House of Cards, William Cohan – Bear Stearns from beginning to end. A poignant tale that opens with the last days of Bear Stearns and then goes back in time to delve into the personalities that made this firm a scrappy success until 2008.

The Devil’s Casino,
Vicky Ward – Another story of the venerable reduced to the junk heap. This book deftly tells the tale of the internal politics that led to the sad, and unnecessary death of a 156-year-old firm.
Crash of the Titans: Greed, Hubris and the Fall of Merrill Lynch, Greg Farrell – The story of Merrill Lynch and Bank of America. It clearly drives home several lessons; decisive leadership, clash of cultures, the curse that befalls CEOs who surround themselves only with yes men, and oh so many more. The author was the reporter at the Financial Times who broke the story of the supposedly unauthorized bonuses. His depth of knowledge and inside contacts makes for a really fascinating read.

All the Devils Are Here: The Hidden History of the Financial Crisis, Bethany McLean and Joe Nocera – These authors are two of the best financial writers out there, having broken and covered some of the top stories for years at publications like The New York Times, Fortune and Vanity Fair. I’m embarrassed to say I haven’t read this one yet, but it’s next on my list and definitely worth being included on this one.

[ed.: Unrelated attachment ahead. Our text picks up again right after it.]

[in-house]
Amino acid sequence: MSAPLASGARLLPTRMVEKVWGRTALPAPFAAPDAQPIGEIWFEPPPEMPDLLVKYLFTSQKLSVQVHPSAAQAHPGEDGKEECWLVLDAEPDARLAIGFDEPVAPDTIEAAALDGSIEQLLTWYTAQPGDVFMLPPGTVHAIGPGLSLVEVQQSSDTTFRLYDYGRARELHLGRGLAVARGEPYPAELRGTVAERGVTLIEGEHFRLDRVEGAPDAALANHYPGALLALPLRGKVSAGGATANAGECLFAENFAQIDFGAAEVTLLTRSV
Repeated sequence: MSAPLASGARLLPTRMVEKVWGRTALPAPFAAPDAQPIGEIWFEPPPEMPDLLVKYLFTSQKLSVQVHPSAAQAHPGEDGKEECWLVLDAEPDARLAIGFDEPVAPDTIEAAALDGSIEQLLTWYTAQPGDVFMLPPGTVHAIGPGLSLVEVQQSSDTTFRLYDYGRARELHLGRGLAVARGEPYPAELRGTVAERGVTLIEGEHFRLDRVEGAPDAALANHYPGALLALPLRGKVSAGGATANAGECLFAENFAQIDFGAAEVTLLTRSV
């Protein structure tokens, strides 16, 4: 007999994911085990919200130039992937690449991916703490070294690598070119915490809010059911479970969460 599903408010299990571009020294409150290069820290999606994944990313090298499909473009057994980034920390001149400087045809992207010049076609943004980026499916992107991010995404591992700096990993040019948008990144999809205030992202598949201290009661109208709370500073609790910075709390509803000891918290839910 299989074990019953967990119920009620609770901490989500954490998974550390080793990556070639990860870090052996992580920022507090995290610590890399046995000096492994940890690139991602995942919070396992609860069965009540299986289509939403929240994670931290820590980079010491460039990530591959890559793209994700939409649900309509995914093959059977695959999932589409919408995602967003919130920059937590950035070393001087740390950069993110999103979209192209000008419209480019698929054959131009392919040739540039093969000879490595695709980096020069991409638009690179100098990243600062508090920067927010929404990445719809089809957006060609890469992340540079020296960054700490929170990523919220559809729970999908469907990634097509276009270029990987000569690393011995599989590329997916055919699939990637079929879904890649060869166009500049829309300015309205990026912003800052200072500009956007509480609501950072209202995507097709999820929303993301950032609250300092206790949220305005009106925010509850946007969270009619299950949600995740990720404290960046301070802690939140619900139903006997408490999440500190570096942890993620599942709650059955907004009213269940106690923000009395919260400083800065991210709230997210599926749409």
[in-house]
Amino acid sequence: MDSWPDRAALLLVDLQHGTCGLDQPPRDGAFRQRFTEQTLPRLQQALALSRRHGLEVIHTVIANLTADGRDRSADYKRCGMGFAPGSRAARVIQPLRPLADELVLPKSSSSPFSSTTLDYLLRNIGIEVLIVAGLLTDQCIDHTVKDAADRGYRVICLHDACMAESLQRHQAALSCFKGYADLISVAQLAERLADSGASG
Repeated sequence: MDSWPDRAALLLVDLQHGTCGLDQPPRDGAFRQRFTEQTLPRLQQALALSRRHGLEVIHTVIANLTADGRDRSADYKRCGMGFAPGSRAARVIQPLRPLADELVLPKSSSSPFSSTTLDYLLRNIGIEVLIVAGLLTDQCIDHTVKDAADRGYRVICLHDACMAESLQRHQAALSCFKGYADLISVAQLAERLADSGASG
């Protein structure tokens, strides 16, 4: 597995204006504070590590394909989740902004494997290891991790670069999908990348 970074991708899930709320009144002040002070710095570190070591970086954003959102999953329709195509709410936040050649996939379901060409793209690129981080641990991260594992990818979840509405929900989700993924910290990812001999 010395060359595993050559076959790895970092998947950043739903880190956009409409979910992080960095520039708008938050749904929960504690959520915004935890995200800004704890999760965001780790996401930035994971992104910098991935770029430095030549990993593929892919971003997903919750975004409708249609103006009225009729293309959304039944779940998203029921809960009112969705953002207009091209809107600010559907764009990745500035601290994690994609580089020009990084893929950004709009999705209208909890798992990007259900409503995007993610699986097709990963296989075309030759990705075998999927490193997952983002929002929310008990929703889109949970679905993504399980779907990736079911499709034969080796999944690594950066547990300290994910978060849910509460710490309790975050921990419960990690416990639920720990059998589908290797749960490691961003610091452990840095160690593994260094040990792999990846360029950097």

On The Brink: Inside the Race to Stop The Collapse of the Global Banking System,
Henry “Hank” Paulson – Written by former Goldman Sachs Chairman and U.S. Treasury Secretary, I read this last because I wanted to get a sense of what Paulson’s perspective was while all the firms were dealing with and reeling from their ill-fated decisions and political maneuverings. The book was fairly dry until after the Lehman and AIG weekend. Paulson’s description of dealing with Congress, while understanding that the fate of the world was in his, and Federal Reserve Chairman, Ben Bernanke’s hands was chilling. For those continuing Lehman conspiracy theorists, I'd venture anyone who gets as excited as Paulson does seeing a Red Headed Warbler while bird watching, doesn’t have that evil a mind.
Prior Books that are good background reading on Wall Street, Corporate America and the political games played:

Liar’s Poker,
Michael Lewis – The granddaddy of them all that helped to define the Wall Street of the '80s, which in turn was the Wall Street of the decades that followed. Lewis, a bond salesman, at once venerable Salomon Brothers, went on to become a successful writer of financial and non-financial books alike.

The Smartest Guys in the Room: The Amazing Rise and Scandalous Fall of Enron,
Bethany Mclean – The story of Enron, or how not to run a company, screw your shareholders, enrich yourselves and leave your employees’ job prospects and 401ks with a big fat zero.

Barbarians at the Gate, Bryan Burrough and John Helyar – Go back to where it all started in the Go-Go '80s and learn about the most famous leveraged buyout of all times, RJR Nabisco. A colorful cast of characters first written about by the authors in The Wall Street Journal and then in this book, (and subsequently in a poorly done film).